It's a snap to save energy in this country. As soon as more people become involved in the basic math of heat transfer and get a gut-level, as well as intellectual, grasp on how a house works, solution after solution will appear. Tom Smith, 1980
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No shit. Rather than pick nits over the way I expressed accurate information that could be use to do the calculations, why not add something of substance that the OP can use to make a decision. Oh, I see why. You are posting from a EDU account. Lots of education, low on practicality.
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A blower door test will identify areas that leak.
Electricity is probably double or more the cost of propane so you may not save but loose.
10" or r35 is not optimal for attic insulation r 60 is, heat rises so consider upping it more.
Cellular window shades will help they have an r 3 rating, some more.
Why not zone your system
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Edwin Pawlowski:

I found a website that states there are 26.85 kilowatt hours of electric energy in one gallon of propane, so if I multiply the cost of electricity by 26.85, it should give me the equivalent cost of electricity vs propane.
I suppose the efficiency of the central unit plays a factor... the baseboard heaters would be 100% efficient I believe, I don't know the efficiency of the central unit but if we use 80%...
26.85 * $.081 KWH = $2.17 (electric) wintertime propane cost + inefficiency** = ~$2.40 gal. summertime propane cost + inefficiency** = ~$1.80 gal. average propane effective cost = $2.20 gal.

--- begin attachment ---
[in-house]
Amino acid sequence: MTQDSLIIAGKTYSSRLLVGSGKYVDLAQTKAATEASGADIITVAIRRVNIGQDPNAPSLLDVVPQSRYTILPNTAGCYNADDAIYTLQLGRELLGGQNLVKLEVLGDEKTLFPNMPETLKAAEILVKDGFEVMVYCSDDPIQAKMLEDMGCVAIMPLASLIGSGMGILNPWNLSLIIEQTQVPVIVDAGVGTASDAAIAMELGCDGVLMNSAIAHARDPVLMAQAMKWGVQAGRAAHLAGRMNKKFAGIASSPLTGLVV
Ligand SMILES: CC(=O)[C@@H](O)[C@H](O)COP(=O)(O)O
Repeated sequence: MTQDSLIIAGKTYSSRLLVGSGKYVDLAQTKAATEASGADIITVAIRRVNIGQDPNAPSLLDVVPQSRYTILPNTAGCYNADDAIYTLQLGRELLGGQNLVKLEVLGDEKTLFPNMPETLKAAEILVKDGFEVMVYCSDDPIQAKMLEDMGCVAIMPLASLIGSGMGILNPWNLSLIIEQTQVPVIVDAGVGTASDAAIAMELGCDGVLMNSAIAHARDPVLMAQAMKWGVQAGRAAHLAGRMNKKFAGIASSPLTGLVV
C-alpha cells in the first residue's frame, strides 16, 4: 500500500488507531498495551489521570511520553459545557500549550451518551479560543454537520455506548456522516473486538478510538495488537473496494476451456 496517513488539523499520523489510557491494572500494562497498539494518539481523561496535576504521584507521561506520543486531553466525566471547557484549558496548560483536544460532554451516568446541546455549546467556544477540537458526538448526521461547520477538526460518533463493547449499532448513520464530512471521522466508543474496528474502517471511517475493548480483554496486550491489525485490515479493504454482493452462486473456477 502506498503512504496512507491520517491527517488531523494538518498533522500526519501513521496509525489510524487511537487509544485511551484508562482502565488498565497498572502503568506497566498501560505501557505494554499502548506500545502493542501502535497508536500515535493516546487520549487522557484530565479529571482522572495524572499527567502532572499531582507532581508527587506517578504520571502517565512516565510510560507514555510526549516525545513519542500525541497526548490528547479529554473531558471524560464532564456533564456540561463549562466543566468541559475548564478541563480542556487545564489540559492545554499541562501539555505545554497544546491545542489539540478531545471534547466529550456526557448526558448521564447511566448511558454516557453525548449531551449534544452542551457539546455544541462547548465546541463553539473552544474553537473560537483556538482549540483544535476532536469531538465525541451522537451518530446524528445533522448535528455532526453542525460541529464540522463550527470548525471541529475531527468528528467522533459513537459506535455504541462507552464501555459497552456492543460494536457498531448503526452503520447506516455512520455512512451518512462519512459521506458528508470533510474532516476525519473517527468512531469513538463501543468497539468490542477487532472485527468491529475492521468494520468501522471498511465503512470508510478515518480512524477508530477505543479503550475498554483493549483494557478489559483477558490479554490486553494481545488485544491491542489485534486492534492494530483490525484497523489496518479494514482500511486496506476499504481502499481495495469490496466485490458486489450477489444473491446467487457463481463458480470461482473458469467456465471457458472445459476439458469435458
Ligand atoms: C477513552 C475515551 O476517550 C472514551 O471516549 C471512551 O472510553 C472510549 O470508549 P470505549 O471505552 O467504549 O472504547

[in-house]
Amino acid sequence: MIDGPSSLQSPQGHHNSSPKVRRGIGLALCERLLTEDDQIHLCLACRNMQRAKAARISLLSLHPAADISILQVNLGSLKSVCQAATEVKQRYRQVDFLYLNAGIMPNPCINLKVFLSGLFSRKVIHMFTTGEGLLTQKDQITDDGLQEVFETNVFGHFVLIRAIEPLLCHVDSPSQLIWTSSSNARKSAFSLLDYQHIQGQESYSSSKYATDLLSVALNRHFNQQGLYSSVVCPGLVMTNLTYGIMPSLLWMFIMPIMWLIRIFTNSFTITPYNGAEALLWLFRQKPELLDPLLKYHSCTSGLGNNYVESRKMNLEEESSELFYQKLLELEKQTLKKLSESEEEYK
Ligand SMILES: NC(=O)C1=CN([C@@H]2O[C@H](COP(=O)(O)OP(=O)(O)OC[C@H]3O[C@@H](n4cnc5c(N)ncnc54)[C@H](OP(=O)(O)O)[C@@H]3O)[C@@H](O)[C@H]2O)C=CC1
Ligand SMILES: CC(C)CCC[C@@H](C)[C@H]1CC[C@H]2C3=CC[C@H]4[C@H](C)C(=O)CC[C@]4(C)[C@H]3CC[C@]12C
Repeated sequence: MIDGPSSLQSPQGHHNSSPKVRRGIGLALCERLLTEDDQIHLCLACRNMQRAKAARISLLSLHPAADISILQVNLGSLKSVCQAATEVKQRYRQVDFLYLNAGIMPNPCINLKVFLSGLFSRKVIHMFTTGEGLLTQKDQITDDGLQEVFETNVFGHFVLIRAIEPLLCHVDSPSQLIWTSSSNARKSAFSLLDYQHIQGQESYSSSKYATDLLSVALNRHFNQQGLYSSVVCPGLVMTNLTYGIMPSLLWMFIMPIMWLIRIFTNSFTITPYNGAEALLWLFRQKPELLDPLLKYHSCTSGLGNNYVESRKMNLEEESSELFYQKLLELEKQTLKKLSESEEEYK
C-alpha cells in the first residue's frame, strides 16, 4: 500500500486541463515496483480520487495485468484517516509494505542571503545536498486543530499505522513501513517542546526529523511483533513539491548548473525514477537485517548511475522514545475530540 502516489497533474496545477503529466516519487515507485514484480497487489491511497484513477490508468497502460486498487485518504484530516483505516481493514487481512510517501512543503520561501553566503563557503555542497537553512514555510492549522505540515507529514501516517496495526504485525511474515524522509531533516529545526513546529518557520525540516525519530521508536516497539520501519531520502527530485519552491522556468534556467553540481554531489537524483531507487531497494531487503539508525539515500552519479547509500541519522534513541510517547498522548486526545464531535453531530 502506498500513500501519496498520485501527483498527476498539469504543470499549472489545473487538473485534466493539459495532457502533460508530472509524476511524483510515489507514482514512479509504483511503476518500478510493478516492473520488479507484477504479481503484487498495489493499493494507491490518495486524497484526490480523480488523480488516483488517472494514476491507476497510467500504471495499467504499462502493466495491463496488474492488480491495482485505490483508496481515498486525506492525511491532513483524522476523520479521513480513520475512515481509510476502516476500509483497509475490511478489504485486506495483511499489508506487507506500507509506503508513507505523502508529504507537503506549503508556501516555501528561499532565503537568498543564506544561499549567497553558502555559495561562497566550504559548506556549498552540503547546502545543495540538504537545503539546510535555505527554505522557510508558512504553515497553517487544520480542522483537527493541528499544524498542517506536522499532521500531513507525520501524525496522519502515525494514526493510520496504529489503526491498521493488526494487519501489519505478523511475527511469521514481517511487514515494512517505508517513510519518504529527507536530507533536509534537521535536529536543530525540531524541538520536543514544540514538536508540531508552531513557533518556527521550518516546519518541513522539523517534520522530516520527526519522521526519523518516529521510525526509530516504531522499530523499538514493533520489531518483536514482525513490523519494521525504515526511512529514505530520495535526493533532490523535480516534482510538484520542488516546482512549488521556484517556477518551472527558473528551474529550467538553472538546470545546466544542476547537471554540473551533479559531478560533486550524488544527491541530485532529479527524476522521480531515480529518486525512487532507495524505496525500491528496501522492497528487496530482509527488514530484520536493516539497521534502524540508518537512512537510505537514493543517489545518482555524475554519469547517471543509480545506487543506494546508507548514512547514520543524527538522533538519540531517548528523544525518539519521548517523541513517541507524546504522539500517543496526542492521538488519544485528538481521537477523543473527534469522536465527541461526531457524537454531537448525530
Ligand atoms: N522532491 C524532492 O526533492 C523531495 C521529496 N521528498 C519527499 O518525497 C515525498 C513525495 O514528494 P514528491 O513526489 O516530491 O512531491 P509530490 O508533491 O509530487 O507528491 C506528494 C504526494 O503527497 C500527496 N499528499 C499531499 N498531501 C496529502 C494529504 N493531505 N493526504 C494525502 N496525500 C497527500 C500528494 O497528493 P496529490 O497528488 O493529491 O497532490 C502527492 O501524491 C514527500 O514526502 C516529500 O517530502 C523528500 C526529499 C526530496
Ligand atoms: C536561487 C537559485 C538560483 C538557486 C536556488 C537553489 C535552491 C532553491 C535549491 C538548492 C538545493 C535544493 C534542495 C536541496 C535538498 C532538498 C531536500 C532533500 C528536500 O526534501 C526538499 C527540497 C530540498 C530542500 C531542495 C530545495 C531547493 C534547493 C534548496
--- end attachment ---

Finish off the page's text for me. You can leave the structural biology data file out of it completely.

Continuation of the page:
If this is right then it's roughly a wash. Sound right?
--
Mac Cool

** I assumed $0.20 of each dollar spent on propane is wasted, so I added
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That math would be close if you always manage to start the cool weather with a full tank bought at summer prices and only refill it once at winter prices.
Unless you have a fairly new furnace (less than 12 years old) you aren't getting 80%. It would be 70% or less down to about 50% for a really old unit.
Around here KWH price is about .06 and the claim is made and not disputed that electric is far cheaper than propane.
You still have to factor in the smaller area heating only aspect. We utilize setback thermostats and have the upper and lower levels set to be warm when we are in them and at home with an 8 degree backset when we aren't or when we are in bed. In bed we use the smallest electric heater, an electric mattress pad.
Colbyt
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Colbyt:

I can only guess. This is our first winter with insulation. I filled the tank this summer when the prices were down but we are already down to 25% with Jan-Feb left.

Ours is about 3 years old. I have no idea of the specs. We have a neighbor who owns an HVAC business and he installed it.

Most people tell me that a heat pump is much cheaper but the HVAC guy claims that it wouldn't be cost effective to change over, I'm not really sure why. Natural gas is about 1/2 the price of propane but the gas company won't bring the pipe down our street. They stopped two blocks away and have no plans to continue.

We used electric blankets as kids, turned the heat down at night and turned the blanket on, but you don't see those blankets anymore. Bad rep maybe.
--
Mac Cool